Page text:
Fault Zone

The San Andreas Fault separates the triangle of coast known as Point Reyes from the rest of California. Sometime in the distant misty future, this little wedge of land will be an island cruising north at two inches per year, preparing to dive into the Aleutian Trench off the southern coast of Alaska. It will be swallowed up in ice and water, then melted down completely, perhaps to be someday belched forth in fire, part of Hawaii's newest island. It's the famous San Andreas, the one fault whose name most Californians know. This is the fault that is moving Los Angeles north, an idea which thrilled me as a child: Disneyland wouldn't be eight hours away, and we could go more often! This is the fault responsible for one of history's most well-known earthquakes, 8.1 in San Francisco in April, 1906.

Is it ever a disappointment! Something this dangerous, this rife with history and legend, and all you get is a handful of blue fence posts marking the line where the earth shifted on that April day nearly 100 years ago. There is no memorial to the cow reported swallowed alive, leaving only her tail above ground. Sure, there are some mementos: an interpretive sign featuring photographs of a ruined barn while directing your attention to the intact, well maintained barn across the field; a fractured fence, its parts separated by nearly 20 feet of solid dirt path; and a regulation state park stairway so visitors don't slip on the hillside. The fence has been probably maintained as well; no 100 year-old wooden fence left exposed to the constant fog would look as good as this one. This calm grassy field, with its freshly painted markers and rebuilt barn... This is an elaborate prank. Nothing more dangerous could happen here, the epicenter of 1906's quake, then a passing cow slipping in the mud.

I want drama, action, danger! I've been through enough earthquakes that I have a mental image of California criss-crossed with cracks and fractures. If I stand at this famous fault, I should see more than this seamless hill with its blue posts flickering in the fog. The San Andreas is more then a tension fault; it's an actual boundary between tectonic plates, those immense slabs of rock slowly shifting the continents around. West of the fault, the Pacific Plate grinds its slow way north, splintering rocks on the North American Plate as it passes. Stand on the west side long enough, and you'll stand on an island someday. Stand on the east side and eventually the shoreline will come to you; stand there long enough, and you and the westward bound plate will creep under the Pacific. Plate boundaries are where the action is, the reason for Japan's volcanoes and the ever increasing height of the Himalayas.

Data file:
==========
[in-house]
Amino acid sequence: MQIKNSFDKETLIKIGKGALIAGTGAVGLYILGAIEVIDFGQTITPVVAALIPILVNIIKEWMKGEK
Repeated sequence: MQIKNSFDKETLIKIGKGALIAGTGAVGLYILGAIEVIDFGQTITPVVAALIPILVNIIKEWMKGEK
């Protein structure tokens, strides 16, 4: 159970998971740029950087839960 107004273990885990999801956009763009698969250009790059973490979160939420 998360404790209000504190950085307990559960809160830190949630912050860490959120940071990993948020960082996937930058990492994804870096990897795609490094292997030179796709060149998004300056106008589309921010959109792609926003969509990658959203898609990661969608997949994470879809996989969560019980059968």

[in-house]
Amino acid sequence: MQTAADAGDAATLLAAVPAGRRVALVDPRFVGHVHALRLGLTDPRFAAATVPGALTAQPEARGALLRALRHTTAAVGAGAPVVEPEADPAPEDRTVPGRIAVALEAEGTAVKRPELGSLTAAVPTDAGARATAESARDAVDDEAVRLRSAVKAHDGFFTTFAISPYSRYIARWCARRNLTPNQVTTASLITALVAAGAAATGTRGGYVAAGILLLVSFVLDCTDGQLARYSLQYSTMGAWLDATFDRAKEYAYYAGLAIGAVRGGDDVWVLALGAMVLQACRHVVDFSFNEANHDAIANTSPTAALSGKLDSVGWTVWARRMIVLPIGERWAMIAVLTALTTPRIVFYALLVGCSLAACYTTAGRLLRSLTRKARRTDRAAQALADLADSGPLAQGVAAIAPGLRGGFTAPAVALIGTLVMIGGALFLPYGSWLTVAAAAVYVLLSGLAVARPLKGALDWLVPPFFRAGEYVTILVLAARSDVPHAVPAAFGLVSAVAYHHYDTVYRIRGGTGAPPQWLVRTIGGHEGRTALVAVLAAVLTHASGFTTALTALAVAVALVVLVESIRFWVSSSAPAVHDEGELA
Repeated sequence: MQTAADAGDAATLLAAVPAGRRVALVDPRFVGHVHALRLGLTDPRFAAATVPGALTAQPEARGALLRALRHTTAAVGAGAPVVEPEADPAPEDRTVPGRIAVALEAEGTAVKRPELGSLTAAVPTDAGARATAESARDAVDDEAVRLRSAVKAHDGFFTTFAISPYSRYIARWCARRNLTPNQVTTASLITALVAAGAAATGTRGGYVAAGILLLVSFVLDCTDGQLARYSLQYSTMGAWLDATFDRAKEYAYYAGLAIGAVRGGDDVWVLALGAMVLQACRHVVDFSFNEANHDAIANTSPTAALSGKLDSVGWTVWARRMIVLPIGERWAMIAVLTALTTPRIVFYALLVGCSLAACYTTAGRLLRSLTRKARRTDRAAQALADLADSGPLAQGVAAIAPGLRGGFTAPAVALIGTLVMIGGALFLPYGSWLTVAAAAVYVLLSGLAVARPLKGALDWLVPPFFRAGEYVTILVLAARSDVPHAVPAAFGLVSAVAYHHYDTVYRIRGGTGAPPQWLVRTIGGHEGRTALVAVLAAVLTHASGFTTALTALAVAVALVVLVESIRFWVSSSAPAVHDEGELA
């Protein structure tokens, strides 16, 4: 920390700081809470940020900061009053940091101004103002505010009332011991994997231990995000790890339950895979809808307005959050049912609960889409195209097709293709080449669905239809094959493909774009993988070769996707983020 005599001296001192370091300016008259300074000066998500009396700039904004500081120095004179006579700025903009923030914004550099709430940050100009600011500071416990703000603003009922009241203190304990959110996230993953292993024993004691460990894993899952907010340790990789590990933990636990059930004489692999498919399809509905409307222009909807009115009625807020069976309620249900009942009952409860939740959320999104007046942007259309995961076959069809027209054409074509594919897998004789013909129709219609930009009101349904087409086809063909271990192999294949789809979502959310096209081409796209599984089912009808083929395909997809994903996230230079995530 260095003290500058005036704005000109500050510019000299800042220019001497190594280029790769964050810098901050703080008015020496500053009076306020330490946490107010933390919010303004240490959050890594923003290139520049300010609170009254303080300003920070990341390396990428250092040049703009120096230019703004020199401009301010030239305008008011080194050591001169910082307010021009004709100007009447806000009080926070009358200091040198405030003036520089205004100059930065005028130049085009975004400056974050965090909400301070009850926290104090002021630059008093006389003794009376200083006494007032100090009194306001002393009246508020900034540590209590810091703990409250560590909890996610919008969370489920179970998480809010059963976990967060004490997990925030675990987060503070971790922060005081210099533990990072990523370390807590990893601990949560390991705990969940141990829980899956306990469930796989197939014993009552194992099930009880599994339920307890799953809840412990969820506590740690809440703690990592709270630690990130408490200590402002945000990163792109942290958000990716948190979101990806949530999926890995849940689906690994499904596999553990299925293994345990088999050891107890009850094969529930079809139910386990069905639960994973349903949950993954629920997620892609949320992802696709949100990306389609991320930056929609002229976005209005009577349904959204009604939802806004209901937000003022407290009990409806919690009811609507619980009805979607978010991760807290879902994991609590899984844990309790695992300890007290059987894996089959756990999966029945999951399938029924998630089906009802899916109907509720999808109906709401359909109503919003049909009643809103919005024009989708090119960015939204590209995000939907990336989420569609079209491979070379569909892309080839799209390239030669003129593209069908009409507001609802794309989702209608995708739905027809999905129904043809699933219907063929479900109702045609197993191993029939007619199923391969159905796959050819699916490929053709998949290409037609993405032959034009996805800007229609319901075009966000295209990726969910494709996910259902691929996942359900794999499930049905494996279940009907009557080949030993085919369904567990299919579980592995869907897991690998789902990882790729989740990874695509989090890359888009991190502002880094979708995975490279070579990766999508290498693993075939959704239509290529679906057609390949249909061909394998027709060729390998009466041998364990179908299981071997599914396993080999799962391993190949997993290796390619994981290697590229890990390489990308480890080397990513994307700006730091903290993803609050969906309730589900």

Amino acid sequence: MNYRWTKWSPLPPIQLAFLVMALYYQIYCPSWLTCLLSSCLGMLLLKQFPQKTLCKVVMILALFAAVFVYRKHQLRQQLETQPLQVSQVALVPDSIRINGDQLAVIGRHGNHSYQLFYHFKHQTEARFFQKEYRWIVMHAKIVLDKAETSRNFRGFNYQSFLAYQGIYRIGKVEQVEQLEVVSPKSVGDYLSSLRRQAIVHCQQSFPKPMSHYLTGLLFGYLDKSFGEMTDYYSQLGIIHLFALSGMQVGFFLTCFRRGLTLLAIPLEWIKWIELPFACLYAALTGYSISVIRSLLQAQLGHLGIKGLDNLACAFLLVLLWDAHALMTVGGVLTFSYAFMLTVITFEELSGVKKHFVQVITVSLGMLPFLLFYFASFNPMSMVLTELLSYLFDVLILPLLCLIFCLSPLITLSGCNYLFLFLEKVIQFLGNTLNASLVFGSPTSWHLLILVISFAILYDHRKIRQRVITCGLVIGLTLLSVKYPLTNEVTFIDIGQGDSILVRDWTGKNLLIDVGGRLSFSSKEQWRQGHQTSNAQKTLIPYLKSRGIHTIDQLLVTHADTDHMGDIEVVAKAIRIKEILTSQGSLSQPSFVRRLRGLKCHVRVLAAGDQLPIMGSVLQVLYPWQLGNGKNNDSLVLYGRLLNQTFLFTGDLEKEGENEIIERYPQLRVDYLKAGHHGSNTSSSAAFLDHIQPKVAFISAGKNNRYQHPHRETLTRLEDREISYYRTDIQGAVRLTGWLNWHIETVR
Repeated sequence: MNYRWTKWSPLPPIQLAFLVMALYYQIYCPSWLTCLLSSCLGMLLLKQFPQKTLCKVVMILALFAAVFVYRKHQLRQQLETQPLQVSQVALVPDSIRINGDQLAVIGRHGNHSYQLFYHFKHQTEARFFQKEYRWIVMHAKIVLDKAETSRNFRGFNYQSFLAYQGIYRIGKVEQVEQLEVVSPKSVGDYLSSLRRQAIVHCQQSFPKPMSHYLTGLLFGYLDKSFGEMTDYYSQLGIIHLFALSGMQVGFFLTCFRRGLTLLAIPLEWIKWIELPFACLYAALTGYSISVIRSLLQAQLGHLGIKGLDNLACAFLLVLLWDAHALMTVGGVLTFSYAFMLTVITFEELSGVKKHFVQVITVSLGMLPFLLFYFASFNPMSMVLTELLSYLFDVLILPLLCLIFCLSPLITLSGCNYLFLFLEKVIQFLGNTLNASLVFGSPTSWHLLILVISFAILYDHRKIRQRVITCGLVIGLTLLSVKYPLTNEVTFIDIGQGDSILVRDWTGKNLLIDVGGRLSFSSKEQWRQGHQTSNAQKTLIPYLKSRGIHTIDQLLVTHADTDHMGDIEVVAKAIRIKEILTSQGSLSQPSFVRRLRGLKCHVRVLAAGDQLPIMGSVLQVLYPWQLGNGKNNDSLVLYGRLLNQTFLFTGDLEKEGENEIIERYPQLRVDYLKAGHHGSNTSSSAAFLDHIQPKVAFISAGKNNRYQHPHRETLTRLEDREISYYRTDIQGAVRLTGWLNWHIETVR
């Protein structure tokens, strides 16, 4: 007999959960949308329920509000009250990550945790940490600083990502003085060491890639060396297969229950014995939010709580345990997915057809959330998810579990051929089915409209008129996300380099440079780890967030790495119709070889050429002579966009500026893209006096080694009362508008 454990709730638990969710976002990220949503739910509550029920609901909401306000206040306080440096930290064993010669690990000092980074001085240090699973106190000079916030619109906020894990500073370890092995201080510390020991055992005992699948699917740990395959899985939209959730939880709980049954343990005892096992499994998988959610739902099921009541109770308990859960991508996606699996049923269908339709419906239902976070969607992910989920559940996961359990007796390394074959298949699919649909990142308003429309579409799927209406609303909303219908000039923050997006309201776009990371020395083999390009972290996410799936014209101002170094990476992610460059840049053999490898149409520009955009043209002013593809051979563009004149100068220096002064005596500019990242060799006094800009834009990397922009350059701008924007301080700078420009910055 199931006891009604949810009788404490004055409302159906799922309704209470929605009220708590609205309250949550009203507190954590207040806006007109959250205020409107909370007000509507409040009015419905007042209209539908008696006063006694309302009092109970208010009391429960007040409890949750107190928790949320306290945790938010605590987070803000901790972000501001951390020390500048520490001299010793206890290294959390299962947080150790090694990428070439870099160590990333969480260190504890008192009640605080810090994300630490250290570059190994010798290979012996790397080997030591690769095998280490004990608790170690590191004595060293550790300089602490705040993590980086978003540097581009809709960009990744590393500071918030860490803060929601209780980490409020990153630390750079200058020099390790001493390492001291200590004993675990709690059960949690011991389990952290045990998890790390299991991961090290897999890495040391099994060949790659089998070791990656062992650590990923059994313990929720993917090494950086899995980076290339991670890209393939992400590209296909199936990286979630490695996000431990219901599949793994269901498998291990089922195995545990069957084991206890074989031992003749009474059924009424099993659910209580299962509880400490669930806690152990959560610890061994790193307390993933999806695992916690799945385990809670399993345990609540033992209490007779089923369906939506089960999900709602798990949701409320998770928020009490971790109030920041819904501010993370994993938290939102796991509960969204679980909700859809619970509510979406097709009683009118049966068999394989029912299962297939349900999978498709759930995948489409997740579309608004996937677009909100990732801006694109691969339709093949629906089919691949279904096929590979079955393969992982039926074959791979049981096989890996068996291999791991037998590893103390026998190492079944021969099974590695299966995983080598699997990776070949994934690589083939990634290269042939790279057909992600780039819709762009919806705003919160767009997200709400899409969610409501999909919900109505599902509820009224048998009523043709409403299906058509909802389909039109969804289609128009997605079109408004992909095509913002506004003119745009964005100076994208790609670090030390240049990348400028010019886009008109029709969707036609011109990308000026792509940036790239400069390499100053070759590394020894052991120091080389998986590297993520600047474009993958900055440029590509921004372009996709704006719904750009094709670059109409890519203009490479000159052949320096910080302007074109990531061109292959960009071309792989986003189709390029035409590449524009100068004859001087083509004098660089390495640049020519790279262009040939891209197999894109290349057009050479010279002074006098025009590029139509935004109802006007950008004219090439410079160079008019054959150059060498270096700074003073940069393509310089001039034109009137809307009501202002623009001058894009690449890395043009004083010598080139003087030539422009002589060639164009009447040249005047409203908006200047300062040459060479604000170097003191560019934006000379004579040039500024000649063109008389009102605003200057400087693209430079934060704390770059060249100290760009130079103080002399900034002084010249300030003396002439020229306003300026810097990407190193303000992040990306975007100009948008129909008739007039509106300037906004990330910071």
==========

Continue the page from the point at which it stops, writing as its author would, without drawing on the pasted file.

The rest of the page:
But there was nothing happening here. I wanted to walk up to the fault, peer down through warm mist and assorted vapors, and see the dividing line, see the rocks glowing with the heat of Earth's center. I wanted to watch the fire salamanders wriggling by, shimmering in the heat, dodging small stones breaking loose. I wanted to see cracks crawling across the surface of the rocks, hear the creak and groan of the building pressure. I wanted to witness the birth of an earthquake.

Perhaps the fault is more dramatic underwater, north of Point Reyes, although I'm not likely to dive to where it splits the floor of the Pacific to see; it's likely to be more full of water than heat and salamanders anyway. But if you stand on the headlands, the line in the water where the ocean's colors shift to a deeper blue is plainly visible, even in the pouring rain. This is where the ocean's depth suddenly changes, the sea floor abruptly falling away. Waves, accustomed to the deeps, break offshore, tripping over submerged rocks, seeming startled by these sudden obsticles. Puddles of foam spread over the sea, never mingling with the froth along the shore where the seastacks and sudden bluffs have tumbled the ocean to the illogical color of toothpaste.

Here is drama and action. Here is something to see, something alive and vibrant. The San Andreas, where it splits Point Reyes from California, is something I understand with my mind. It is subtle and slow and nearly invisible, like political progress or grass growing. It is an artifact, and the interpretive signs are its museum. Until the plates shift and the San Andreas is an epicenter again, it will be merely a curiosity. Instead, it is my heart which understands the fault where it mingles with the ocean, driving the waves to break before their time. This is passion. This is life. This is mystery. It is for things such as these that I willingly stand in the rain.

Feb. 2001